In high school, Kleinpeter says he was a class clown, but he had no interest in broadcasting until he helped produce a radio drama of MacBeth for a class project. "It was like theater without having to learn lines," he says. "I'm like an introverted extrovert. I don't like being in crowds having to talk to people, but I don't mind being personable on the radio. It's like the Wizard of Oz, where you're behind the curtain, and you're doing all this big dramatic stuff, and people are like, 'Wow, what's that wizard up to? This guy's something.'"
After graduating from high school in 1967, Kleinpeter landed a job with KSMB, the first FM station in the area. "Broadcasting has pretty much buttered my bread for most of my life," he says. With an easy listening format, he was spinning the soothing sounds of Percy Faith, Andy Williams and The Kingston Trio. "It was mainly aimed at the adult audience, and nobody had FM hardly," he says. Kleinpeter would tell his friends and relatives that he was on the radio, but few of them had radios that could pick up the newer FM band.
His next job, a few months later, was with KANE 1240 AM in New Iberia. Mike Mitchell was also working at KANE as a disc jockey; today, he's the operations manger for the television stations KADN and KLAF. "Lee really took a lot of pride even then in what he was doing," Mitchell says. "He really worked hard to get better. He would aircheck and listen to his shows and try to pick out mistakes, and he would always ask for help. He was very meticulous in just about anything and everything he did."
Throughout the years, nine different local radio stations have employed Kleinpeter. "In radio, you kind of bounce around a lot," he says. But he's come full circle, landing back at KANE, with a honed style that's personable and inviting. Listeners to his weekly morning show call in to tell him about traffic wrecks, to warn him that there's fog on Loreauville Road, or to tell him that their electricity is out and to ask if he's heard anything about it. Following Hurricane Rita, Kleinpeter went on the air at KANE at noon and stayed there for 13 hours. The phones rang the entire time, with listeners looking for ice and gas and complaining about politicians.
"If you look at the two broadcast entities where he's working," Mitchell says, "he's got a lot of flexibility and a lot of freedom. He's got a format, but he can basically do what he wants to do and put a lot of that personality into his show. He can still be a human being. He's able to put a lot of personal touch into both of those radio stations."
Hubbell says that by working at KANE on a daily basis, Kleinpeter has mastered radio as a tool for personal communication. "He's talking to people that live a few blocks away," he says, "as opposed to large radio stations that get phone calls and e-mails from people that you're never going to meet. Lee interacts with his listeners on a daily basis, and he brings that kind of charm to the table at KRVS as well. It's kind of hard to put your finger on it, but he's got kind of a magic that matches the shows that he hosts."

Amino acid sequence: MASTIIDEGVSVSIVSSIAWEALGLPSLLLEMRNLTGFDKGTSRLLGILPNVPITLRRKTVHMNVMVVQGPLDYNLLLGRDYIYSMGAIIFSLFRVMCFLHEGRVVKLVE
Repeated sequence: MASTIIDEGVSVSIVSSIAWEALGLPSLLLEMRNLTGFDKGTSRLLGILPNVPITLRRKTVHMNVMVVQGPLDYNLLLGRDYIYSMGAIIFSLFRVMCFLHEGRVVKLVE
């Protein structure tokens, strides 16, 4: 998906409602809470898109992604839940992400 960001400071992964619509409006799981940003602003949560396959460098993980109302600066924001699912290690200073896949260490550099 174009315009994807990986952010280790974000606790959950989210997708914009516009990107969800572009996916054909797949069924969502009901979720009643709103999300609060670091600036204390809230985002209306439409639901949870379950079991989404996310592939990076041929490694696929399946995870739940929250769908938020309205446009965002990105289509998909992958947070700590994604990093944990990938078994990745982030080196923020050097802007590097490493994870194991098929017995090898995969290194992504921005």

Although Big Band Swings isn't as community-driven as The Breakfast Club, KRVS General Manager Dave Spizale says Kleinpeter still brings the same inviting charm. "He brings to the table an entire package of things that you don't normally find," he says. "You might find Joe DJ out there who considers himself a personality, but who's light on content. But Lee has the background information, and he also brings a tremendous sense of humor and a sense of irony. He's also an actor who's been in a lot of plays, so he has a totally theatrical mindset. In fact, when he first started saying that he was originating from the Avocado Room, we had callers believing that there was an Avocado Room."
Spizale notes that in the 16 years Big Band Swings has been on the air, Kleinpeter has never missed a show.
"He does not take himself seriously at all," Hubbell says, "but he takes the show seriously. He chooses carefully what songs he's going to play. On the Big Band Swings show, I love the way he has morphed so he begins at 7 o'clock with really old time music with stuff from the '20s through the '40s, and by the time his show is done he's playing Lou Rawls and Nancy Sinatra. All of it falls into the same bag of things that are no longer available on the commercial broadcast spectrum, and he manages to make it work."